- Ensuring they’re not under- or over-inflated
When it’s time for buses to receive service, have wheel axle alignment examined as well, as this can have a notable impact on fuel efficiency.
#4 Reduce Idling
School bus drivers spend a significant amount of their time in wait. They wait in traffic, they wait for children at each stop they make, and they wait outside schools until the final bell rings.
By advising drivers to turn engines off rather than idling for extended periods—when safe and appropriate—your fleet could save a significant amount on fuel costs over the course of a year.
To further reduce idling time, it could also be beneficial to plan routes that move around congested traffic areas when it makes sense to do so.
#5 Slow Down—But Not Too Fast
Because it takes more energy to move something forward at a greater speed, trucks that drive faster will consume more fuel.
There’s some good news in this: Improving your fleet’s fuel economy lies largely in the hands of your drivers. You can maximize your fuel efficiency by encouraging your drivers to follow speed limits and ease up on the gas pedal.
As would be the case in the typical passenger vehicle, rougher braking and accelerating—as well as making sharp turns—can significantly reduce a school bus’s fuel efficiency. Conversely, performing gradual maneuvers can dramatically reduce the amount of wear and tear a school bus experiences over time.
When drivers practice gentler driving styles and take their time to get where they’re going, you could increase fuel savings—and everyone aboard your buses will surely be safer and a lot more comfortable.
#6 Be Strategic About Air Conditioning Usage
School buses equipped with air conditioning can be a major convenience. However, it can also significantly reduce fuel economy, so use it sparingly and only when necessary in order to maximize efficiency.
#7 Use Fuel Economy Data to Optimize Routes
Once you know how the gas mileage of each bus compares and where regular stops need to be made, you can strategically evaluate where to send each bus and the length of each route.
Consider options like sending more fuel-efficient buses on longer routes or what types of conditions may make one route more demanding for one bus than another. You might even re-evaluate routes and combine some or make new ones.
#8 Prioritize Fuel-Efficient Models When It’s Time to Purchase New Buses
When it comes time to add new school bus models to your fleet, make fuel-efficient options a priority.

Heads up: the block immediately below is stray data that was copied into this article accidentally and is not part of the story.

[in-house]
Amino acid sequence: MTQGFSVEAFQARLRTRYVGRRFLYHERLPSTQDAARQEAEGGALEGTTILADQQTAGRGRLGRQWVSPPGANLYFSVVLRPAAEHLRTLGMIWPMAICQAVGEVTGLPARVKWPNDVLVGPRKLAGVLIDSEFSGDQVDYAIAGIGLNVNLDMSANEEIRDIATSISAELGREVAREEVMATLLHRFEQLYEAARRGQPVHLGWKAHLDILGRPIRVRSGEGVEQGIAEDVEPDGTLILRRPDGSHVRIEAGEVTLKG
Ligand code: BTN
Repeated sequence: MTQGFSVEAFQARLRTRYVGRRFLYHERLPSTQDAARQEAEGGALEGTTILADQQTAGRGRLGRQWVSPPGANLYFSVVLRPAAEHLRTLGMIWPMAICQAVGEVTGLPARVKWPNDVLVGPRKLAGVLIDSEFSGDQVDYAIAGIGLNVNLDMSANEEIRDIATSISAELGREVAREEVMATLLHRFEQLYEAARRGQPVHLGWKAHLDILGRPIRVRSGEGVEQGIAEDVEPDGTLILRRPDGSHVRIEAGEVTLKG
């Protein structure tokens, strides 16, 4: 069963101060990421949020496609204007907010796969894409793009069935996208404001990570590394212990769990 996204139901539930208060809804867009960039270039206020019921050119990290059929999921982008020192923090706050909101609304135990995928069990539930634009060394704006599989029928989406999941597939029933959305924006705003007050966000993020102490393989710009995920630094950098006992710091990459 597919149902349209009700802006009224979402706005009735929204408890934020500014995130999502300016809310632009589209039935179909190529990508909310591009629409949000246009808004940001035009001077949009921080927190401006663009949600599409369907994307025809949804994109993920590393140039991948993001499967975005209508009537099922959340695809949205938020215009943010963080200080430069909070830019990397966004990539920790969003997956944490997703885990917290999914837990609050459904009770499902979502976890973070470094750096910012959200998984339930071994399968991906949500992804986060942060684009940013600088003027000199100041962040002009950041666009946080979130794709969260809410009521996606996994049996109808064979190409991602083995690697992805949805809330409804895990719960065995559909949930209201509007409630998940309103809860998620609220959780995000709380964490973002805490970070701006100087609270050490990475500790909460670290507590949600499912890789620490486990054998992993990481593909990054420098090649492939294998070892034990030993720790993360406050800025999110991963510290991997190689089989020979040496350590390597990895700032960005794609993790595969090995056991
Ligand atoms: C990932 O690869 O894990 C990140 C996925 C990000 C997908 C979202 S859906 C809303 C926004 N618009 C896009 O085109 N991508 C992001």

While any school bus upgrade is costly, programs and grants like the Environmental Protection Agency’s (EPA) Clean School Bus program can help provide funding for no-emissions or alternative-fuel school buses.
The EPA recommends prioritizing the replacement of pre-1998 school buses because more modern models have grown more fuel efficient over time. Retiring older buses also usually ends up being more cost-effective since you’re also reducing maintenance costs. 8
Pay attention, too, to aerodynamic qualities and engine and transmission types, which all significantly impact a school bus’s fuel efficiency.
#9 Consider fuel-efficient modifications
When replacing entire buses isn’t yet an option, vehicle modifications are another option that can help reduce emissions.
These can include:
- Replacing older school bus engines with compatible, more efficient modern engines
- Using idling reduction technologies (IRTs)
- Utilizing diesel particulate filters (DPFs) and diesel oxidation catalysts (DOCs) 9
Save Time and Money on Refueling with AtoB
Interested in saving even more on your fleet’s fuel costs? You should consider using AtoB’s secured gas card as one of your go-to fleet management tools.
With AtoB, you just need one business gas card to cover vehicle-related expenses, from insurance, and maintenance to, of course, fuel. While other fuel cards may leave you driving out of your way to fill up at an in-network fuel station, AtoB fuel cards are accepted nationwide—recovering time and adding flexibility to tight transportation schedules.
To save you even more time, our dashboard allows you to easily set card spend limits, track drivers’ transactions, process payroll, and more.
Ready to start saving? Learn more about how our fuel cards can help you get from point A-to-B.
1 Environmental Protection Agency. Clean School Bus Program. https://nepis.epa.gov/Exe/ZyPDF.cgi?Dockey=P1013NR1.pdf
2 Environmental Protection Agency. Clean School Bus Program. https://www.epa.gov/cleanschoolbus
3 Alternative Fuels Data Center. Average Fuel Economy by Major Vehicle Category. https://afdc.energy.gov/data/10310
4 Alternative Fuels Data Center. Average Annual Vehicle Miles Traveled by Major Vehicle Category. https://afdc.energy.gov/data/widgets/10309
5 Environmental Protection Agency. Making School Buses Cleaner. https://www.epa.gov/dera/making-school-buses-cleaner
6 Car and Driver. Synthetic Oil: Everything You Need To Know.https://www.caranddriver.com/research/a32879214/synthetic-oil/
7 Shell. Drivers: Here’s How Your Behavior Affects Your Diesel Truck’s Fuel Economy. https://rotella.shell.com/en_us/info-hub/drivers-here-is-how-your-behavior-affects-fuel-economy.html
8 Environmental Protection Agency. Making School Buses Cleaner. https://www.epa.gov/dera/making-school-buses-cleaner#idle
9 Environmental Protection Agency. Making School Buses Cleaner. https://www.epa.gov/dera/making-school-buses-cleaner#idle